We're getting used to the idea of $100 a barrel oil but that's still high enough to drive a 'normal' economy into deep recession. The move to alternative fuels with higher EROI actually boosts GDP for a while as all that money is spent on getting the alternatives out of the ground and processing it. But that's just turnover-there's little 'energy profit' in it.

But none of the above indicates other than desperate short term measures. 5 years? 10 years?? Who can tell, but the longer we put it off, the worse it'll be.

kathy said...

I spent Sunday afternoon conversing with my son's best friend, home for a brief visit. This is one smart kid. He graduated from an Ivy League college with top grades but bagged law school to study some odd little beetle that is devasting the western forests. He said something that has really haunted me. My husband asked what progress was being made in the battle against this invasive. Cal remarked that we like to believe that we are so smart and that there is always a solution. It's just a matter of finding it. But the that the truth is that nature always bats last and she always wins. We can put up a good fight but the oil will run out, the climate will change, the beetle will spread, the river will return to it's path, the dams will fail. We have yet to realize that our resilience comes not from our ability to control but from our ability to adapt. Those of us unable or unwilling to adapt will die. This is not some gloomy, end-of-the-world kid. This is one of the brightest and most cheerful young men I know. My orchard is in full bloom. The bees are poised to pollinate. But the rain falls. It has fallen all week and will fall for several more days. The bees won't work in this weather. Even the dependable Mason bees will wait. The brief time frame for the buds to set fruit may well come and go under the deluge. I can't change it. I can only hope the plums and berries set good crops.

Greg T. Jeffers said...


All true and all accurate. I can't help but look at this from a timing a profiting/benefitting perspective.

I am such a small and insignificant part of the process... so why not ry to improve the lot of me and mine during the process? No matter what, we have to play the hand... might as well play it well.

In the final analysis your beatle studying friend is correct... I might not live to see the final analysis!

Greg T. Jeffers said...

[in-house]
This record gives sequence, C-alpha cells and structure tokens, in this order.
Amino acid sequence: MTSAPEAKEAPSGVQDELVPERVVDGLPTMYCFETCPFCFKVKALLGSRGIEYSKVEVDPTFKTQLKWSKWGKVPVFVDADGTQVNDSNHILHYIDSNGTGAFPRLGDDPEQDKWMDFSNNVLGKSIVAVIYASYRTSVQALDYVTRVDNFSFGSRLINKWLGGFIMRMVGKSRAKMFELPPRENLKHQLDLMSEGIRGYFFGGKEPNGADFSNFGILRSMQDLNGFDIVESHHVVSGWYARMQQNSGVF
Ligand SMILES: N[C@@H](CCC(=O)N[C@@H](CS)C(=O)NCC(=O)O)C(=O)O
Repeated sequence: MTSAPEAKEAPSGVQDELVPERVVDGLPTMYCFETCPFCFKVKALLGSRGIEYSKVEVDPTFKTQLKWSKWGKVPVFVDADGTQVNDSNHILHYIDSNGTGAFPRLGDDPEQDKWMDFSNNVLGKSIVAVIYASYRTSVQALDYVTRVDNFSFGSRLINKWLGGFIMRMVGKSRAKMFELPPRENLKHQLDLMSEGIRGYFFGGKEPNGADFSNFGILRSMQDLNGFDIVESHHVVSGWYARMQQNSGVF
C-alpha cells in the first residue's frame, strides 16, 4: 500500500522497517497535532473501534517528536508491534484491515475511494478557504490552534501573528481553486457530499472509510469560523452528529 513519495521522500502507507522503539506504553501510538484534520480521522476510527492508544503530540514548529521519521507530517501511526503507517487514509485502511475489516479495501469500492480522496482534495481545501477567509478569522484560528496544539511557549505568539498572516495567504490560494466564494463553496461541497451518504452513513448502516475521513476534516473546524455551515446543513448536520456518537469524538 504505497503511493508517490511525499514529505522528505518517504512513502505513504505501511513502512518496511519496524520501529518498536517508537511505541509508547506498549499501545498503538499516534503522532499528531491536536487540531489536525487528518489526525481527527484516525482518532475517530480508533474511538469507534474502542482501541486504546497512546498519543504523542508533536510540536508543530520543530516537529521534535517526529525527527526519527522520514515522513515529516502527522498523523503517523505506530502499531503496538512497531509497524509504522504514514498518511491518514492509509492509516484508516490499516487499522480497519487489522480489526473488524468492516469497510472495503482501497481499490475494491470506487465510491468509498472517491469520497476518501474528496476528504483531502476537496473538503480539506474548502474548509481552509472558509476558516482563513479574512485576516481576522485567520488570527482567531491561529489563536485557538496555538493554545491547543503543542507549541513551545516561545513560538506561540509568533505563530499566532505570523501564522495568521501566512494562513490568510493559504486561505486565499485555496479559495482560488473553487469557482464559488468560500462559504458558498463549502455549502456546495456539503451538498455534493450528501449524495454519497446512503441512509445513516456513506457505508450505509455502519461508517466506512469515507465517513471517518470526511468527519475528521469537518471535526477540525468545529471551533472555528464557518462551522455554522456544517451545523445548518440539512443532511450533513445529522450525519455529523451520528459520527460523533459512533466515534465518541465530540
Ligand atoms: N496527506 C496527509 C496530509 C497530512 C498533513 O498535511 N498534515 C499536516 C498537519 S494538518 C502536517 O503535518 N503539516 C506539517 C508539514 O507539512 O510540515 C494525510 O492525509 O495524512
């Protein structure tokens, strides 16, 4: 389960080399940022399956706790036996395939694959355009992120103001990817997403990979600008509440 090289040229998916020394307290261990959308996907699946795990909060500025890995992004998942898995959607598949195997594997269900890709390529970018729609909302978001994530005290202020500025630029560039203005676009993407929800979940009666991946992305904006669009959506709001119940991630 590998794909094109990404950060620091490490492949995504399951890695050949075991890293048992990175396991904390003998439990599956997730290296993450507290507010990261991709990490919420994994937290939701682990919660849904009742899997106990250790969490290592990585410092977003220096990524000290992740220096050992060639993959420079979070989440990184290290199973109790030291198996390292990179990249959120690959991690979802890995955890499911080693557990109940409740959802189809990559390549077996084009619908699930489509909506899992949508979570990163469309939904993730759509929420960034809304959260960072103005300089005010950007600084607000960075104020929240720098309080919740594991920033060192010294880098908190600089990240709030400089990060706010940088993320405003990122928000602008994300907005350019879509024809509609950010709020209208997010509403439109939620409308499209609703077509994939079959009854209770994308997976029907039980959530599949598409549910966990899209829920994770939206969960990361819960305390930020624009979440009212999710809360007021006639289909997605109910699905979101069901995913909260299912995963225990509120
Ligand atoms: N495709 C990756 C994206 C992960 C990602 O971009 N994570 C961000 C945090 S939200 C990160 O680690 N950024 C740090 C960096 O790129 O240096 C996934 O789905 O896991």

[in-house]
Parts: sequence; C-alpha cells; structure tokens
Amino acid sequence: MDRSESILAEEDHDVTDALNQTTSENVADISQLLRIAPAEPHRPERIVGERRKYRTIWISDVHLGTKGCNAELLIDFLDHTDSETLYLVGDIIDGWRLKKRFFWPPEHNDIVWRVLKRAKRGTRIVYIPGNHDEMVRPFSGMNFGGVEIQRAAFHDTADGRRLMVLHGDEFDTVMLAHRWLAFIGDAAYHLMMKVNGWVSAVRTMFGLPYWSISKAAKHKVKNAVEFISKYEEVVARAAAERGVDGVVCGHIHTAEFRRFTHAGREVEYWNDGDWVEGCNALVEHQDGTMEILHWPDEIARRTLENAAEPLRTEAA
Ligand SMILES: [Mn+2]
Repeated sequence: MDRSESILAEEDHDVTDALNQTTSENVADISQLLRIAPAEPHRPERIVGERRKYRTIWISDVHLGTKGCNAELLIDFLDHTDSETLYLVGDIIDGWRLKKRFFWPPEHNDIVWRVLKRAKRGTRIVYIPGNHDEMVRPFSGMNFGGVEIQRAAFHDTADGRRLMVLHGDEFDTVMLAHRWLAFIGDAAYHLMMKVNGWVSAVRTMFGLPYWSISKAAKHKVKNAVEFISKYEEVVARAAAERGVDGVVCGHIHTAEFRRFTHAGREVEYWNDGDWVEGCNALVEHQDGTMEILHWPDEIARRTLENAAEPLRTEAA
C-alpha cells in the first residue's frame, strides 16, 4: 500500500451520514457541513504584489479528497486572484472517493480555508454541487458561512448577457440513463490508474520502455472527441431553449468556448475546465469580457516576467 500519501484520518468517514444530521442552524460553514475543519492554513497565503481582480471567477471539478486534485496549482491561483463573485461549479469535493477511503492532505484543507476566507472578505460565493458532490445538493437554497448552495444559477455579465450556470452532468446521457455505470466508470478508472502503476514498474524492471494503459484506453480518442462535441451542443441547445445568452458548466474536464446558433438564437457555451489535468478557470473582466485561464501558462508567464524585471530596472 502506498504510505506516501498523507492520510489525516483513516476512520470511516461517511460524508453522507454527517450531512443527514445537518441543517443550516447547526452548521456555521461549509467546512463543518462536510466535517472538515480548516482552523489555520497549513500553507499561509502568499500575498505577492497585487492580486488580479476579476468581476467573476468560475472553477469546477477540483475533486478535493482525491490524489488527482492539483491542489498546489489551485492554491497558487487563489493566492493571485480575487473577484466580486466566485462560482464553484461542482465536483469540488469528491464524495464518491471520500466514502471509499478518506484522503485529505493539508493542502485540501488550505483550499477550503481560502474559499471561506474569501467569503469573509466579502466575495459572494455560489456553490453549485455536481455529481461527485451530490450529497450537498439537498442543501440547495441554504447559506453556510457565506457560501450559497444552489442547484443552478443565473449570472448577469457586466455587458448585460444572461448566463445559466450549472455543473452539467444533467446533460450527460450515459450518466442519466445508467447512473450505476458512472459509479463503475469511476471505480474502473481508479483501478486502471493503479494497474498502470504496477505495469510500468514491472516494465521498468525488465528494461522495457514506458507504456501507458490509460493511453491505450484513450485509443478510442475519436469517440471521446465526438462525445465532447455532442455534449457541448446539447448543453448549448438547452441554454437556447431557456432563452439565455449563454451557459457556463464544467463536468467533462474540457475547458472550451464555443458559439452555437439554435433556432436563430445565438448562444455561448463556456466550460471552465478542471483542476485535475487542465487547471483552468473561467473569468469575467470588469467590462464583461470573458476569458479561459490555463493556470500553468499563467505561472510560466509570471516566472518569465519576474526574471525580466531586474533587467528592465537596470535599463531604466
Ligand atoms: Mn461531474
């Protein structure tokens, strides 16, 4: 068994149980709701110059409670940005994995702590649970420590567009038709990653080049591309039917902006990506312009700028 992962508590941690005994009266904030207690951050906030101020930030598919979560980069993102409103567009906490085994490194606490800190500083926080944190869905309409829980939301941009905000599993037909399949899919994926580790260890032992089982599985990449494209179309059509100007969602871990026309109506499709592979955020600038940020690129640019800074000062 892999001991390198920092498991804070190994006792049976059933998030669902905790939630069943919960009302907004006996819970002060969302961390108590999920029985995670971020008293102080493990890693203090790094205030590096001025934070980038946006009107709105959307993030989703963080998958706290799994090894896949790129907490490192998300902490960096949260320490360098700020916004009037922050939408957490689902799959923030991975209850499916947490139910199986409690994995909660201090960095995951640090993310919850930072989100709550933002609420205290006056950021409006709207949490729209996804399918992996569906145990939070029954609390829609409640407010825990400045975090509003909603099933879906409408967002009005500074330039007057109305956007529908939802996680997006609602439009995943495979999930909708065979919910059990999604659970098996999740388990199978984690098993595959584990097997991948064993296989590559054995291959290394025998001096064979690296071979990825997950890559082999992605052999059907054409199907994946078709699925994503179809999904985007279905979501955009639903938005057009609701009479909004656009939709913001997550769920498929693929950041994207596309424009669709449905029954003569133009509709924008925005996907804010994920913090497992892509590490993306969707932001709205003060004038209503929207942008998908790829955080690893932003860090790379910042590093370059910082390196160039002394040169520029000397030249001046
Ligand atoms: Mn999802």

Donal & Kathy:

Stay with me... still trying to regurgitate all my thoughts on this.

westexas said...

The OECD “Thelma & Louise” Race to the Edge of the Cliff

“Thelma and Louise” is an American movie that ends with the two main characters committing suicide by driving off the edge of a cliff. I’ve often thought that this cinematic moment is an appropriate symbol for the actions of many developed OECD countries that are in effect borrowing money to maintain or increase current consumption.

The central problem with this approach is that as my frequent co-author, Samuel Foucher, and I have repeatedly discussed, the supply of global net oil exports has been flat to declining since 2005, with “Chindia” taking an ever greater share of what is (net) exported globally. Chindia’s combined net oil imports, as a percentage of global net exports, rose from 11% in 2005 to 17% in 2009. At precisely the point in time that developed countries should be taking steps to discourage consumption, many OECD countries, especially the US, are doing the exact opposite, by effectively encouraging consumption. Therefore, the actions by many OECD countries aimed at encouraging consumption in the face of declining available global net oil exports can be seen as the OECD “Thelma & Louise” Race to the Edge of the Cliff. I suppose that the “winner” could be viewed as the first country that can no longer borrow enough money, at affordable rates, to maintain their current lifestyle. So, based on this metric, Greece would appear to be currently in the lead, with many other countries not far behind them.

Greg T. Jeffers said...


No question that that's an accurate assessment.

I am merely examining why the world is holding together at this time. And why it is so difficult to accurately forecast the events we have been discussing.

BTW Jeff, I lost all my cell data. could you email me your number? mentatt at yahoo. I'd like to catch up